· If your course has a tutorial hour (third hour per week), you can use this for weekly TA sessions. This is convenient as students should not have conflicts during this time and you will automatically be assigned a classroom. If you have a course that meets only two hours per week, you can request a third hour for next year by contacting the Economics Department Associate Chair, Undergraduate Affairs Dwayne Benjamin.
· For weekly TA review sessions (outside of the third hour of the course) and special review sessions before tests and exams you should request a room. To request a room you may either: (1) ask Deborah Navarro to book a room for you (make sure to specify the course, sections, number of students taking the test, date, and time) or (2) make a booking request directly to ACE: Academic and Campus Events (formerly OSM).
· For TA office hours or office hours for part-time instructors that do not have an assigned office, you can e-mail firstname.lastname@example.org to reserve time in the Economics Department. You can check the availability of our rooms. TA's need to pick up the key from Nada during regular business hours. Alternatively, TA's can meet with students in common areas (such as the Undergraduate Student Lounge on the main floor of the Economics Department, which is also open during regular business hours).
· For accurate marking, it is strongly recommended that you provide TAs with complete solutions (including alternate solutions that would also be correct). In addition, you may provide them with marking guidelines and a marking rubric.
ASSU Anti-Calendar (St. George Campus)
· Students are required to have and check a University of Toronto e-mail address.
· While it is not required that you communicate with undergraduate students via e-mail, you are required to clearly state an e-mail policy and to be otherwise accessible to your students.
· The Department expects you to have at least one hour of office hours per week per undergraduate course during the time when you are teaching.
· You can request a spreadsheet (Excel) that contains the contact information, including telephone number, e-mail address, and postal address, for all students registered in your courses. At the St. George Campus this request should be directed to the Undergraduate/Graduate Office Assistant Deborah Navarro. The names and e-mail addresses can be imported into a mailing list (see help for your e-mail system for specifics). Alternatively, you can download your class list from Blackboard.
university teaching INNitiatives:
When used properly, PowerPoint (or other slide producing software) can be an effective tool in some branches of economics. PowerPoint allows you to include more graphs, tables, game trees, flow charts, data, computer output, etc. Each instructor should choose a lecture style that works best and PowerPoint is not for every instructor or every course. Below is some useful information if you decide to use PowerPoint (or other software such as LaTex) to give lectures at U of T.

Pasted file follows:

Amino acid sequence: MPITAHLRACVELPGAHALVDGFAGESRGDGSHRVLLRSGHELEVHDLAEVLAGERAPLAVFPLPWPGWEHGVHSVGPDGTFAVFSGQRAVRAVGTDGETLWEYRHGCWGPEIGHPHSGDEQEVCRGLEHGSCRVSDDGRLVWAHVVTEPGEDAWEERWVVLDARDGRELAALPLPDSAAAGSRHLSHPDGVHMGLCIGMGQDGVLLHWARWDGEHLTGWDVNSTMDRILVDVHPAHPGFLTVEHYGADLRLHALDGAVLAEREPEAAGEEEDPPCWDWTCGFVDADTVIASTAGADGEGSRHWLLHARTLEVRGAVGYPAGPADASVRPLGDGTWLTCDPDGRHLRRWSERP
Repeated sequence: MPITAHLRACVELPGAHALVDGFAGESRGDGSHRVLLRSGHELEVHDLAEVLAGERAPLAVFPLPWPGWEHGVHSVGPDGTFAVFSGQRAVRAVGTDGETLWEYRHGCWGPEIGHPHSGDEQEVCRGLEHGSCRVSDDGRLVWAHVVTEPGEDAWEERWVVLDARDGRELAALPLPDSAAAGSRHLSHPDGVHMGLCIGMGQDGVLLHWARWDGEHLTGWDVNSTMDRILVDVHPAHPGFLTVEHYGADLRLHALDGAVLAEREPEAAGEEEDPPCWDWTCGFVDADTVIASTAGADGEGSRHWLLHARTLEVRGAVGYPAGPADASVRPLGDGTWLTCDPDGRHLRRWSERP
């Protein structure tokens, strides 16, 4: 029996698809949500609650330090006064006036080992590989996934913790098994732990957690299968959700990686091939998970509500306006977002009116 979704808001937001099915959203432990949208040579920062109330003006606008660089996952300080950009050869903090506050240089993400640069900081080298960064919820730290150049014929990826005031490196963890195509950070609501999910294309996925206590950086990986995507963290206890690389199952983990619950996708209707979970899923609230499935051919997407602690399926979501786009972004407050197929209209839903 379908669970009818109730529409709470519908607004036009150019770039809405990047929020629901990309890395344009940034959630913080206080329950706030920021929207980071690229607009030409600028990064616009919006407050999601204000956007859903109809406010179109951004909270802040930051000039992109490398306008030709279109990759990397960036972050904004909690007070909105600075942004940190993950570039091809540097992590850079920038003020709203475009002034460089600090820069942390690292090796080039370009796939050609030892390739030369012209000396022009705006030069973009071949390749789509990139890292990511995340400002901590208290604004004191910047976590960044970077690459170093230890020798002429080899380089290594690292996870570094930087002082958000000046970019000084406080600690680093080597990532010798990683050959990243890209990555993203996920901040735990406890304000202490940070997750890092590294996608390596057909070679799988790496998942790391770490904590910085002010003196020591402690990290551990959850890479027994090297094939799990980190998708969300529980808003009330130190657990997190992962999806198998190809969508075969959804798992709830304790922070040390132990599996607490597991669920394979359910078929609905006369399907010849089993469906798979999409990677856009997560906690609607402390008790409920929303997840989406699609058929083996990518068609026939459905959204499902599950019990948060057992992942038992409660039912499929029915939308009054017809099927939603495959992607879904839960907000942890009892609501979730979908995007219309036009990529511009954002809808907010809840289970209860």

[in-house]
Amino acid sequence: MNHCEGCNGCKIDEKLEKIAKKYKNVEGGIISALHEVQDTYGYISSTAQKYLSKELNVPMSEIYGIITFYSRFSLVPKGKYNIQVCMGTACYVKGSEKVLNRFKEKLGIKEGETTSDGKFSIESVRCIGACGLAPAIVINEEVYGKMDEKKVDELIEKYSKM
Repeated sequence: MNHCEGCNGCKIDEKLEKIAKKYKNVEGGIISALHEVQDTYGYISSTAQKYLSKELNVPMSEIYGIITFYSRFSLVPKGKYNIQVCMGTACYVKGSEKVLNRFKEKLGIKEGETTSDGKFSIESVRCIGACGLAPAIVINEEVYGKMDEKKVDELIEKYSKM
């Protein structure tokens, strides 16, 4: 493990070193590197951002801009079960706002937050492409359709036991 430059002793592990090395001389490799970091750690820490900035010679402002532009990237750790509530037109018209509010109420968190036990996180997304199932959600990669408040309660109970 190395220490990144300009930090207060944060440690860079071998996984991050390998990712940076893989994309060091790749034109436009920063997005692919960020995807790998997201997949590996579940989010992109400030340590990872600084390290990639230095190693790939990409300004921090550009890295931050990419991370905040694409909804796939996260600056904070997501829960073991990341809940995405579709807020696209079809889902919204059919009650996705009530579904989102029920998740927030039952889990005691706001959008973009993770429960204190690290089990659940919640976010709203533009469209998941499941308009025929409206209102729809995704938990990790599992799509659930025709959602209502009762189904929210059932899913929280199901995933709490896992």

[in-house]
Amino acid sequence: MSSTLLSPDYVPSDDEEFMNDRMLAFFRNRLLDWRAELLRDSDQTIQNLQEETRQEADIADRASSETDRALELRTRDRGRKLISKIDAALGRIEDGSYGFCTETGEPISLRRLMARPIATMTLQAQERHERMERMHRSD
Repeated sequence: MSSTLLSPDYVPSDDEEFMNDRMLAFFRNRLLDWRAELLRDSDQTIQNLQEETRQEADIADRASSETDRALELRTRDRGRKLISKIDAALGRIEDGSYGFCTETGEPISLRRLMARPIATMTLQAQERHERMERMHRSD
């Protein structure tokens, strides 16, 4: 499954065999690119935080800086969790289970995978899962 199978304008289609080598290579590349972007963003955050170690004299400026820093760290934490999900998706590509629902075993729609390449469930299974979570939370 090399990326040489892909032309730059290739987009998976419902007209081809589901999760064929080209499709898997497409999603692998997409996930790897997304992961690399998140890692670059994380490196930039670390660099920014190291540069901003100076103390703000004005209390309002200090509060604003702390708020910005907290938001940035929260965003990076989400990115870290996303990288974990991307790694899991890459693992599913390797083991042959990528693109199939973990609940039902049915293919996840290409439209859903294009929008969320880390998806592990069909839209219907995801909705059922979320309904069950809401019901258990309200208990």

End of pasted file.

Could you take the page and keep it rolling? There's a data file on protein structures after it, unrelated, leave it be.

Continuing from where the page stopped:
Logistics of creating PowerPoint slides and publishing slides:
· If you publish your slides (i.e. post your lecture notes online for your students), you also need Adobe to convert the PowerPoint slides to pdf documents. You can purchase Adobe Acrobat Professional 11.0 at the Licensed Software Office at Robarts Library.
· When converting PowerPoint slides to pdf documents using Adobe, it is important that you embed the fonts. Failure to embed the fonts will mean that some students will not be able to properly view and print out your lecture notes. This is also useful if you are converting other documents you want others to be able to reliably read and print. For Windows users, you can set embedding the fonts (recommended) to the default: (1) Install Adobe (reboot), (2) Click on start (if have option, choose Settings), (3) Select "Printers and Faxes", (4) Right click on "Adobe PDF" , (5) Select "Properties", (6) Click button "Printing Preferences...", (7) Select the "Layout" tab, (8) Click button "Advanced...", (9) Under "Graphic", "True Type Font:" click on what is shown (probably "Substitute with Device Font") select "Download as Softfont" from the drop down menu that appears, (10) Click button "OK", (11) Select the "Adobe PDF Settings" tab, (12) Under "Adobe PDF Conversion Settings", "Default Settings:" choose "High Quality" from the drop down menu, (13) UN-check the box "Rely on system fonts only; do not use document fonts" ("Do not send fonts to "Adobe PDF""), (14) Click button "Apply", (15) Click button "OK". If any of this is confusing, you can see pages 4 - 6, How to PDF document that illustrates most of these steps (in some cases the instructions are slightly different, follow those given on this web site). You only need to do this once and not every time you convert a document.